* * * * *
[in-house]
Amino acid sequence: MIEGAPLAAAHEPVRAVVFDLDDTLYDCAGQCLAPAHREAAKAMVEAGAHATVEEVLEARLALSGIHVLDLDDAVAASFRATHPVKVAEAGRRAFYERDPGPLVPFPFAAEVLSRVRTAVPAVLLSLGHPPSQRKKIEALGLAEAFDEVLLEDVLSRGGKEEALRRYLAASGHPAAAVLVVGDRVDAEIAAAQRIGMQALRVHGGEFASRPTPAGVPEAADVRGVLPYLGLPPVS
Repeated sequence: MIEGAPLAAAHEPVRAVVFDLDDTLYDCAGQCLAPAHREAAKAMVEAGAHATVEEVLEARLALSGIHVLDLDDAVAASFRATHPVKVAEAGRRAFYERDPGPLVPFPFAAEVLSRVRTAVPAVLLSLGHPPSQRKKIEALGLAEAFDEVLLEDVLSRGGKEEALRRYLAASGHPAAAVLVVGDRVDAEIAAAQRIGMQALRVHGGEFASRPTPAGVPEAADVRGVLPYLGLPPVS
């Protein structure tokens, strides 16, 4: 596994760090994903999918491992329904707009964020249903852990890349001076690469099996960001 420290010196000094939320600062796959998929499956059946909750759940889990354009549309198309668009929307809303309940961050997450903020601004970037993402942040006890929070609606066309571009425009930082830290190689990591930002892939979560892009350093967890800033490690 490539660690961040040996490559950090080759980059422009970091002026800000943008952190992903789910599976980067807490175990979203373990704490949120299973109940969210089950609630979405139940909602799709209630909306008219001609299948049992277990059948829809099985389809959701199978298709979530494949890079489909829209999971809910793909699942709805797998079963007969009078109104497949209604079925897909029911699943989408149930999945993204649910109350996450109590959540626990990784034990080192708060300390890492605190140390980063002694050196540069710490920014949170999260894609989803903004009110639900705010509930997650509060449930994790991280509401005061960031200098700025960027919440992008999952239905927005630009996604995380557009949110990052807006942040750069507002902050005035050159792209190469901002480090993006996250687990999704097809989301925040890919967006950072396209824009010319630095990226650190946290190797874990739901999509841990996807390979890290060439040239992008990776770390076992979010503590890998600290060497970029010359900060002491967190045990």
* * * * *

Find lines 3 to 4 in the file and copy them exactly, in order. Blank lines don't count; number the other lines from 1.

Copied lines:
Repeated sequence: MIEGAPLAAAHEPVRAVVFDLDDTLYDCAGQCLAPAHREAAKAMVEAGAHATVEEVLEARLALSGIHVLDLDDAVAASFRATHPVKVAEAGRRAFYERDPGPLVPFPFAAEVLSRVRTAVPAVLLSLGHPPSQRKKIEALGLAEAFDEVLLEDVLSRGGKEEALRRYLAASGHPAAAVLVVGDRVDAEIAAAQRIGMQALRVHGGEFASRPTPAGVPEAADVRGVLPYLGLPPVS
């Protein structure tokens, strides 16, 4: 596994760090994903999918491992329904707009964020249903852990890349001076690469099996960001 420290010196000094939320600062796959998929499956059946909750759940889990354009549309198309668009929307809303309940961050997450903020601004970037993402942040006890929070609606066309571009425009930082830290190689990591930002892939979560892009350093967890800033490690 490539660690961040040996490559950090080759980059422009970091002026800000943008952190992903789910599976980067807490175990979203373990704490949120299973109940969210089950609630979405139940909602799709209630909306008219001609299948049992277990059948829809099985389809959701199978298709979530494949890079489909829209999971809910793909699942709805797998079963007969009078109104497949209604079925897909029911699943989408149930999945993204649910109350996450109590959540626990990784034990080192708060300390890492605190140390980063002694050196540069710490920014949170999260894609989803903004009110639900705010509930997650509060449930994790991280509401005061960031200098700025960027919440992008999952239905927005630009996604995380557009949110990052807006942040750069507002902050005035050159792209190469901002480090993006996250687990999704097809989301925040890919967006950072396209824009010319630095990226650190946290190797874990739901999509841990996807390979890290060439040239992008990776770390076992979010503590890998600290060497970029010359900060002491967190045990």